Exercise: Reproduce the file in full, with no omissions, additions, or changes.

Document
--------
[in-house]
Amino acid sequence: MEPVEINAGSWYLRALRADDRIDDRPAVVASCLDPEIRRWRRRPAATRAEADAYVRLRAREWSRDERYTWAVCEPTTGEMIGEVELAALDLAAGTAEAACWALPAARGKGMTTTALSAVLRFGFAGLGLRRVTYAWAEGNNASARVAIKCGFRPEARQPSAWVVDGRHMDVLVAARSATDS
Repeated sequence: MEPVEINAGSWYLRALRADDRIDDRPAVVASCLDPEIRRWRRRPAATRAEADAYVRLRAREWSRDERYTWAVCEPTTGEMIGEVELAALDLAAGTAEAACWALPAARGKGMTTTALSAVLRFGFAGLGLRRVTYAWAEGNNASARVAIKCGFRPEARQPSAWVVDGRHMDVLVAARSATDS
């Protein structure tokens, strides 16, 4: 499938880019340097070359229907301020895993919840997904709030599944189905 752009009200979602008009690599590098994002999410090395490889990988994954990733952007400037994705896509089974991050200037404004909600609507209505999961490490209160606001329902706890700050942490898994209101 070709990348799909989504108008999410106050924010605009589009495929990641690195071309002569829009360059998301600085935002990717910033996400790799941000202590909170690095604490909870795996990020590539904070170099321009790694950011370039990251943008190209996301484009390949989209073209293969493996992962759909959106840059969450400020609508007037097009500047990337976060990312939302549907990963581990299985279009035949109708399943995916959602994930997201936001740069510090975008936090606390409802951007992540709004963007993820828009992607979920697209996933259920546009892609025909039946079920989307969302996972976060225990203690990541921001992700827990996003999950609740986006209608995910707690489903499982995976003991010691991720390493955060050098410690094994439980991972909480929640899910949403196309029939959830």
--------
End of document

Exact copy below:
[in-house]
Amino acid sequence: MEPVEINAGSWYLRALRADDRIDDRPAVVASCLDPEIRRWRRRPAATRAEADAYVRLRAREWSRDERYTWAVCEPTTGEMIGEVELAALDLAAGTAEAACWALPAARGKGMTTTALSAVLRFGFAGLGLRRVTYAWAEGNNASARVAIKCGFRPEARQPSAWVVDGRHMDVLVAARSATDS
Repeated sequence: MEPVEINAGSWYLRALRADDRIDDRPAVVASCLDPEIRRWRRRPAATRAEADAYVRLRAREWSRDERYTWAVCEPTTGEMIGEVELAALDLAAGTAEAACWALPAARGKGMTTTALSAVLRFGFAGLGLRRVTYAWAEGNNASARVAIKCGFRPEARQPSAWVVDGRHMDVLVAARSATDS
């Protein structure tokens, strides 16, 4: 499938880019340097070359229907301020895993919840997904709030599944189905 752009009200979602008009690599590098994002999410090395490889990988994954990733952007400037994705896509089974991050200037404004909600609507209505999961490490209160606001329902706890700050942490898994209101 070709990348799909989504108008999410106050924010605009589009495929990641690195071309002569829009360059998301600085935002990717910033996400790799941000202590909170690095604490909870795996990020590539904070170099321009790694950011370039990251943008190209996301484009390949989209073209293969493996992962759909959106840059969450400020609508007037097009500047990337976060990312939302549907990963581990299985279009035949109708399943995916959602994930997201936001740069510090975008936090606390409802951007992540709004963007993820828009992607979920697209996933259920546009892609025909039946079920989307969302996972976060225990203690990541921001992700827990996003999950609740986006209608995910707690489903499982995976003991010691991720390493955060050098410690094994439980991972909480929640899910949403196309029939959830």